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Discuss How Waugh Blends Comedy and Tragedy in 'a Handful of Dust':

  • Date Submitted: 09/26/2010 04:56 AM
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Discuss how Waugh blends comedy and tragedy in ‘A Handful of Dust’:

The blend of an essentially tragic plot with comical situations and characters is noted by Peter Quennel, saying that the reader “smiles and is subtly horrified at the same time” by Waugh’s sometimes humorous punishment of his characters.   As the novel progresses, it becomes increasingly symbolic, exacerbating the amusing factors of the tragic
To understand how Waugh blends comedy and tragedy in this novel, it is also important to understand why. Waugh felt that society was descending into “fear in a handful of dust”, the title referencing TS Eliot’s ‘modernist poem, The Waste Land’. A Handful of Dust is the first of Waugh’s works that has an inherently religious message. With the serious tone and often upsetting plot, Waugh felt that humour would sufficiently lighten the mood of the novel and also unsettle the reader.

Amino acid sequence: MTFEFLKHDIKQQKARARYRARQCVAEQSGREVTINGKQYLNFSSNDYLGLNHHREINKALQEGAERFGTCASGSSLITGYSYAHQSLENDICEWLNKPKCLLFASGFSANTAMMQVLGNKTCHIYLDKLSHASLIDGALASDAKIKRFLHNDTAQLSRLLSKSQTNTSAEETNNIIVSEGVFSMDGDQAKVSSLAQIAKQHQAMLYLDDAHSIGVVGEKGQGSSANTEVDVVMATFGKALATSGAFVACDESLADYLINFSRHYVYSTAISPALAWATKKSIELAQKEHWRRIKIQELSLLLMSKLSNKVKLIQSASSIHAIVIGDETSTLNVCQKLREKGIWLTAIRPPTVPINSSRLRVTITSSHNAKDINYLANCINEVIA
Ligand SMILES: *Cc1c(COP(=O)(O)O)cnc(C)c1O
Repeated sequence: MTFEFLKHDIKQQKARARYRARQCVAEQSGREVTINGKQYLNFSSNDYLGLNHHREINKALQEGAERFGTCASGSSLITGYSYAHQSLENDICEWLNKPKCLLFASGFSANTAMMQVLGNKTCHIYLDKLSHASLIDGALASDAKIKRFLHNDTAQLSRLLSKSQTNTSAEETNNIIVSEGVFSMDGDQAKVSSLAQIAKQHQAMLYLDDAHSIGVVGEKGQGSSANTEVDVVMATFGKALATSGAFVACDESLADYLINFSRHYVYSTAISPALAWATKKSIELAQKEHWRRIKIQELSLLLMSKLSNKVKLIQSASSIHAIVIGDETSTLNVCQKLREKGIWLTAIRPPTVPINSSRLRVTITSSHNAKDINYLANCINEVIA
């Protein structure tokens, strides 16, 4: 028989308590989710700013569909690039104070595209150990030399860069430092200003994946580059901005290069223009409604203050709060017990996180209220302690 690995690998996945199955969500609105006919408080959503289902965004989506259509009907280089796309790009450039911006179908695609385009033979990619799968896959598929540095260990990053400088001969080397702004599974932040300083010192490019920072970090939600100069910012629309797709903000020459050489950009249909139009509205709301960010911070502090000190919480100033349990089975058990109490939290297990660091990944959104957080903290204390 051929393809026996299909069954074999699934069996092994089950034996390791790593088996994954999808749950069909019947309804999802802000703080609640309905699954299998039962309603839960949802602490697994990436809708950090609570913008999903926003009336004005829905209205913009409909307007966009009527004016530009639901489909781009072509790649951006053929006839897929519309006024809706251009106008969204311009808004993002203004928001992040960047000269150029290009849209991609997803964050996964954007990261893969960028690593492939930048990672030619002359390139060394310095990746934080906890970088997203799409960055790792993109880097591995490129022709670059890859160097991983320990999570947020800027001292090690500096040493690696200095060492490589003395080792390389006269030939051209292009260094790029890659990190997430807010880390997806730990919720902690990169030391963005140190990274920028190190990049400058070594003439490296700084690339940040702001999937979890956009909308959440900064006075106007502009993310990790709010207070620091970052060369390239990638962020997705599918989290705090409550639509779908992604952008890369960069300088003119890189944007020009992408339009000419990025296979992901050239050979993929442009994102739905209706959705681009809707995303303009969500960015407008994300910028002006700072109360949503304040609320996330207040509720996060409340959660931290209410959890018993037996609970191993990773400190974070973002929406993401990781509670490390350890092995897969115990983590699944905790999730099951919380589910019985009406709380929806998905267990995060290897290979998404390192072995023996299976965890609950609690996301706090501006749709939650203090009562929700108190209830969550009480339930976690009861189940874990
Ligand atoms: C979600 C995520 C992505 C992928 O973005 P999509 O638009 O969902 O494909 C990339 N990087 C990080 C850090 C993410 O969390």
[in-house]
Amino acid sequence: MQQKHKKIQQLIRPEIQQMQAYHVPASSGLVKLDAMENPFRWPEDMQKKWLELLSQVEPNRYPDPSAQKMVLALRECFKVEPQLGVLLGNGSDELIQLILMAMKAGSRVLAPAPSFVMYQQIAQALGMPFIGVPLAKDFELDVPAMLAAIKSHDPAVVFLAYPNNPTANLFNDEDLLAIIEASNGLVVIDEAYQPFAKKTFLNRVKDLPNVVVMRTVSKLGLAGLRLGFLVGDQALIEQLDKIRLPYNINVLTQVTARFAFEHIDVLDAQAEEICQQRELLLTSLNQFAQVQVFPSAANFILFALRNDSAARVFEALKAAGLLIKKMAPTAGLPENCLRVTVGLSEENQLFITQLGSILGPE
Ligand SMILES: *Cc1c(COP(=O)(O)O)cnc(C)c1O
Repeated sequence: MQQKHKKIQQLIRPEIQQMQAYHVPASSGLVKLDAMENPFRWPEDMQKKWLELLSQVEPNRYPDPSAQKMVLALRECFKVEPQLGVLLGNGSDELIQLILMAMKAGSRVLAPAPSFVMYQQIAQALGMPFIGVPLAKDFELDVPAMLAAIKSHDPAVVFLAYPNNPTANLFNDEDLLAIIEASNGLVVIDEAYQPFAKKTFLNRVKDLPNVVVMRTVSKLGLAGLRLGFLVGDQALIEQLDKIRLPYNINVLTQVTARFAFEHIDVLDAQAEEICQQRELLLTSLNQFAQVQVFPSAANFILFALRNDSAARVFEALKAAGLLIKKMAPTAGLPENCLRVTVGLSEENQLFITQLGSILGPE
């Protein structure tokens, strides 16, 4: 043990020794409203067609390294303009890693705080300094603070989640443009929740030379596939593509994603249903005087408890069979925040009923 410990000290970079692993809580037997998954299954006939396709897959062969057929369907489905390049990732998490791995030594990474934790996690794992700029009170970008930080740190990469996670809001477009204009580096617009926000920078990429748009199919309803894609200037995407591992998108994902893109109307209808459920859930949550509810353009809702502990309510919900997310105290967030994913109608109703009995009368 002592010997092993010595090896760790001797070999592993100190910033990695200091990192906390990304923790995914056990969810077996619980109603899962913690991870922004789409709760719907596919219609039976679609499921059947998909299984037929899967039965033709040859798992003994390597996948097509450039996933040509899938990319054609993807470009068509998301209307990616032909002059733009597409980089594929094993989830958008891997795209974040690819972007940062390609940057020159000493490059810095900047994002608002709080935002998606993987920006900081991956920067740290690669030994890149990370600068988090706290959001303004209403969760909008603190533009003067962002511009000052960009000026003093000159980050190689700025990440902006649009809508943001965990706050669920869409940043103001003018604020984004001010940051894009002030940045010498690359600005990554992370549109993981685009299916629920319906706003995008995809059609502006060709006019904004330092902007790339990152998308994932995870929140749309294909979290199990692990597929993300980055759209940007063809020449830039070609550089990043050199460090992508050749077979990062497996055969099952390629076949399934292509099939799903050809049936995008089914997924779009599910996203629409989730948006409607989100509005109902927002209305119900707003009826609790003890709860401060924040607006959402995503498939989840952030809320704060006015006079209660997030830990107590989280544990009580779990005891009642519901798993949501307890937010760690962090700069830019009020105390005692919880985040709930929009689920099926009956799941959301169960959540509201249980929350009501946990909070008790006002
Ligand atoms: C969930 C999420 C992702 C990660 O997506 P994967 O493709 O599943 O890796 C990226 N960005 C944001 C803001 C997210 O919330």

The comic and tragic elements serve the same purpose and in their own ways belittle the characters and their situations. Early in the novel, in a discussion with Beaver, Jock remarks that ‘Tony’s the happiest man I know,” with an apparently “devoted wife”.   Beaver and Jock are largely responsible for Tony’s devastating downfall, yet they consider how perfect his life is before doing so. This is exactly the kind of self-mocking ironic satire that Waugh aims to achieve, making his characters seem worthless and surreal. John Andrew continues this theme when referring to Polly Cockpurse as “that monkey-woman”. She is a tragic woman, similar to Beaver in that her purpose has been to climb the social ladder, a pointless activity as far as Waugh is concerned. Yet John Andrew’s innocent interpretation of her appearance amuses the reader for more simple reasons. Waugh contrasts instances that are funny for obvious reasons with tragedy that is more complex and vice versa.
Tragedy and comedy combine to the same satirical ends throughout the novel. This is particularly true for Tony’s...

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